**Time and Place:**MWF from 11:00-11:50am in TBA. First half of semester only, ends Oct 15.**Section:**FTM**CRN:**57739**Instructor:**Nathan Dunfield**E-mail:**nmd@illinois.edu**Office:**378 Altgeld.**Office Phone:**(217) 244-3892**Office Hours:**TBA.

**Web page:**http://dunfield.info/595A**Lecture notes**

As with many areas of topology and geometry, the study of
3-dimensional manifolds begins with its codimension-1 submanifolds,
namely embedded surfaces. From there, it is very natural to consider
foliations of 3-manifolds by surfaces, that is, locally trivial
decompositions into (typically noncompact) surface leaves. While
every closed orientable 3-manifold has a foliation, the seemingly mild
condition of requiring the foliation to be taut restricts both the
topology of the ambient manifold (e.g. the universal cover must be
**R**^{3}) and of the leaves, and forces the existences of interesting
transverse dynamics.

I will start with an overview of foliations, focusing on examples, and then discuss the basic properties of taut foliations on 3-manifolds. Then I will then turn to the foundational work of Gabai, specifically his tool of sutured manifold hierarchies for constructing foliations. Next, I will discuss connections to contact geometry, namely the work of Eliashberg-Thurston which builds from a taut foliation a pair of tight contact structures. Finally, I will explain how taut foliations fit into the various Floer homology theories of 3-manifolds (the Heegaard, instanton, and monopole Floer homologies).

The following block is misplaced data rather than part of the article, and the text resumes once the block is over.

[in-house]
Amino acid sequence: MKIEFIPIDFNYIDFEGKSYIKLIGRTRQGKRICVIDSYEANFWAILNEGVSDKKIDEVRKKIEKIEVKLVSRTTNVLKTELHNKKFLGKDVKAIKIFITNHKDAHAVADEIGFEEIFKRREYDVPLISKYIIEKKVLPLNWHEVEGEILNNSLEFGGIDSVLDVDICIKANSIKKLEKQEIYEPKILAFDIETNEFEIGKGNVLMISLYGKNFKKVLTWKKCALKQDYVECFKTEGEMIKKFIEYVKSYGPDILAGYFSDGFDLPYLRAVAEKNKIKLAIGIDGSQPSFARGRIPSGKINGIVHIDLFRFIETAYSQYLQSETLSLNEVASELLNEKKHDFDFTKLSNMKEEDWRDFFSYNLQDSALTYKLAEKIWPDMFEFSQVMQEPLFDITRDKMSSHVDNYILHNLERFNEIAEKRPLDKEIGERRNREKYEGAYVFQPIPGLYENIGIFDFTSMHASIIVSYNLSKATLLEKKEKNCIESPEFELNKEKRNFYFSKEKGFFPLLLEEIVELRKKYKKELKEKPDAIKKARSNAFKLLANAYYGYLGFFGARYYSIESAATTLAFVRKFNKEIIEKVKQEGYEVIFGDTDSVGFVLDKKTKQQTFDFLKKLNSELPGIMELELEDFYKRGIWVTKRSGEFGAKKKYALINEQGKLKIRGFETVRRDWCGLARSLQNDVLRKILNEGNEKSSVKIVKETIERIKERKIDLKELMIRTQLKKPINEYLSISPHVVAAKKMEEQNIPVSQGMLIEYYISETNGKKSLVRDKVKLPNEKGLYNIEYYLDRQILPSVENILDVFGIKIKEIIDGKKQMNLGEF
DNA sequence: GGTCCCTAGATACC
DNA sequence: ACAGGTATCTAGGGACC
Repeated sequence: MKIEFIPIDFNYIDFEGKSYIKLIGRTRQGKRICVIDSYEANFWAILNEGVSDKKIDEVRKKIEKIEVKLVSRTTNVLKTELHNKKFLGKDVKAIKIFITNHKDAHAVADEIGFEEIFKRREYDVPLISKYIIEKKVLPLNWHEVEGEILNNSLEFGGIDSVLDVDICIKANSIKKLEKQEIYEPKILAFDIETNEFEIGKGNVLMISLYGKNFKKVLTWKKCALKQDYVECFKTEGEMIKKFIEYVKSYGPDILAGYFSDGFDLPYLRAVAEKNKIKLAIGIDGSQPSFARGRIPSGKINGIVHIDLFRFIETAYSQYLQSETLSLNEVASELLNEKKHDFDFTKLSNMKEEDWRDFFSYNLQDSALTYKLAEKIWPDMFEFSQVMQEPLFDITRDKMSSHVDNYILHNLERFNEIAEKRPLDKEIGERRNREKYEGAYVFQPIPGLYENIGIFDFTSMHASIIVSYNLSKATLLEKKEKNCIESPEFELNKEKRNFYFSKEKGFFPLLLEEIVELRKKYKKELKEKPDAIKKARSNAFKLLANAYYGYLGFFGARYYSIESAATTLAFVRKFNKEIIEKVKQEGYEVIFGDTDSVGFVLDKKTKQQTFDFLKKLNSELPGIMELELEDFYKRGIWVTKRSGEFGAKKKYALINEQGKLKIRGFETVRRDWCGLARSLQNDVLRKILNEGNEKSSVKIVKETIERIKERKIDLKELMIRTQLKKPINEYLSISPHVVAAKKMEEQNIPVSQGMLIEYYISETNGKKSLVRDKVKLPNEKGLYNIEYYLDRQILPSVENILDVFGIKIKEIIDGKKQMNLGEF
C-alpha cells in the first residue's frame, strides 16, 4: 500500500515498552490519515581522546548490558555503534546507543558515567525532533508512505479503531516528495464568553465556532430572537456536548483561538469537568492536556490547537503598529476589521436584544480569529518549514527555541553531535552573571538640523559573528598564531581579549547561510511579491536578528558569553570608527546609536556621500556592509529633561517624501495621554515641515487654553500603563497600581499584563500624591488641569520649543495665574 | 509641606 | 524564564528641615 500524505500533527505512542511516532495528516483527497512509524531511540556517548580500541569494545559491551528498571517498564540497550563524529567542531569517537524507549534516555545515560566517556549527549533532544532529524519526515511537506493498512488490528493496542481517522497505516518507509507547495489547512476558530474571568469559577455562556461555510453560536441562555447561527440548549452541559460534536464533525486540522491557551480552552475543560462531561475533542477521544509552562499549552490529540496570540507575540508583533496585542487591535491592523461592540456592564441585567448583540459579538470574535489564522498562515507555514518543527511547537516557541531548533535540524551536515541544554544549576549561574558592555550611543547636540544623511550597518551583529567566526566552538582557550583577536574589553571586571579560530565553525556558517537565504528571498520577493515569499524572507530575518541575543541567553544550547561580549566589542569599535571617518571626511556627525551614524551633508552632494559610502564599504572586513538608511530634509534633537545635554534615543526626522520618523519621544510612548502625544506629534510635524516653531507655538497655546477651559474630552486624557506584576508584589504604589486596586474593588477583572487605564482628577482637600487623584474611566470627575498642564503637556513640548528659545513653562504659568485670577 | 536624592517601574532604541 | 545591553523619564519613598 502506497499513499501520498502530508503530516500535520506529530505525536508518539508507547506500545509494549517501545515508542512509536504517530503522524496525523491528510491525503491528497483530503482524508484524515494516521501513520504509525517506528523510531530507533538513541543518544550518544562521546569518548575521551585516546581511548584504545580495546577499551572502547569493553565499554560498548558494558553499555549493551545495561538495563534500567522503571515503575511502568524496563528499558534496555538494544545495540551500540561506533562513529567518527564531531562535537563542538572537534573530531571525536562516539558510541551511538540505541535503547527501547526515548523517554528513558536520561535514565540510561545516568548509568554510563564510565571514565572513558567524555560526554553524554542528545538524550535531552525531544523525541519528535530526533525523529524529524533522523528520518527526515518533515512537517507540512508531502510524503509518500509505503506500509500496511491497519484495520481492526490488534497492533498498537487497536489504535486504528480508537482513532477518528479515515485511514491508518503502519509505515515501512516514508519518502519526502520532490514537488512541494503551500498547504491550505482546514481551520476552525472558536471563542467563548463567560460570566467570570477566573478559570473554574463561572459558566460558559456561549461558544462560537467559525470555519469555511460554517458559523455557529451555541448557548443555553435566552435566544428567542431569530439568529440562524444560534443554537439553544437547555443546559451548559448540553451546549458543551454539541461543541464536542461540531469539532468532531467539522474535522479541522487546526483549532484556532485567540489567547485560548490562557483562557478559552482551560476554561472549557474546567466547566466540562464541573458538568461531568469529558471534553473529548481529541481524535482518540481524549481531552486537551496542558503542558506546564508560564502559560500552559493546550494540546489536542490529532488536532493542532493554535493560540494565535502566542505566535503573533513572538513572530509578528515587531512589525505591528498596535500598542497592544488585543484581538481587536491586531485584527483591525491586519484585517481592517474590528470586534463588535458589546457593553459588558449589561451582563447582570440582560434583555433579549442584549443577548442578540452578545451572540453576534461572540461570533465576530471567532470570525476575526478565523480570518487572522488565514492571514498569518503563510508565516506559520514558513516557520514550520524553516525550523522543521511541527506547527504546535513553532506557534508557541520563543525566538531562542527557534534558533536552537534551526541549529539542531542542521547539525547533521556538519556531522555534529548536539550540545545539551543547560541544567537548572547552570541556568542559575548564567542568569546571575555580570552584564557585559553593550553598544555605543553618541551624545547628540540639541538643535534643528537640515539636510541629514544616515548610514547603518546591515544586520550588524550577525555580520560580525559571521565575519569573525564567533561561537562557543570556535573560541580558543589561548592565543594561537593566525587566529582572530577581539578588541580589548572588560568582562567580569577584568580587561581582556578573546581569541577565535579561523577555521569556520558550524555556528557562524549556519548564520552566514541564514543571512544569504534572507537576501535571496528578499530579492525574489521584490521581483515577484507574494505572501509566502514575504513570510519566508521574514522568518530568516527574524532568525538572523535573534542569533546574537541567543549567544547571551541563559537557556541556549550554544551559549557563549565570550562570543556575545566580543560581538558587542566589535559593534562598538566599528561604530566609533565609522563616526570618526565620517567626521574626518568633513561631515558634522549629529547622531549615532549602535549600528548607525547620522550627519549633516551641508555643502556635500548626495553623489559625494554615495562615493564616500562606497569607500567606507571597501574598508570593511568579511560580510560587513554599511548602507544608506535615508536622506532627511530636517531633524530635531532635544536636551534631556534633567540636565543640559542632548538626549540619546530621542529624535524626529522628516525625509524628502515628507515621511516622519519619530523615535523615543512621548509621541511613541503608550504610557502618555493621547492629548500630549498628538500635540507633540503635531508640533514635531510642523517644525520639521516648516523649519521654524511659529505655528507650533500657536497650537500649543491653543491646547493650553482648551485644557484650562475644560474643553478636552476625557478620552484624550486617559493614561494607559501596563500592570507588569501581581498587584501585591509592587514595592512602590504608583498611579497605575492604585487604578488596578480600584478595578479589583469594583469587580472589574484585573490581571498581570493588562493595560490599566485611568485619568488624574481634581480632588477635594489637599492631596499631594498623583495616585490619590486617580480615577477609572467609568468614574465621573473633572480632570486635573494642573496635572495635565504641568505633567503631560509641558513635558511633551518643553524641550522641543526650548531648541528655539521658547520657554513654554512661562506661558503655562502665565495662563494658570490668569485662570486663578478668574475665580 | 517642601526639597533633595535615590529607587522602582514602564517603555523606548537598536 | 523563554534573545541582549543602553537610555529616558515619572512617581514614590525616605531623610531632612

**Prerequisites:** Basic knowledge of smooth manifolds and
algebraic topology, e.g. Math 518 and Math 525. No prior knowledge of
foliations or 3-manifolds will be assumed.

I will not follow any particular text, but recommend the following:

- A. Candel and L. Conlon,
*Foliations I*, Graduate Studies in Mathematics**23**, AMS, 1999. - A. Candel and L. Conlon,
*Foliations II*, Graduate Studies in Mathematics**60**, AMS, 2003. - D. Calegari,
*Foliations and the geometry of 3-manifolds*, Oxford Univ. Press, 2007.

Students registered for the course will need to write a short (2-4 page) paper which will be due on Friday, October 15th. This paper is largely free-form, and can be about any subject related to the content of this course. For instance, it could be a brief account of a result not covered in class, a review of the some related results explaining why they are interesting, a detailed work-out of a proof only sketched in class, or careful solutions to problems from class or taken from one of the texts or other readings.

Notes from each lecture will be posted here.

- Aug 23. First day of class!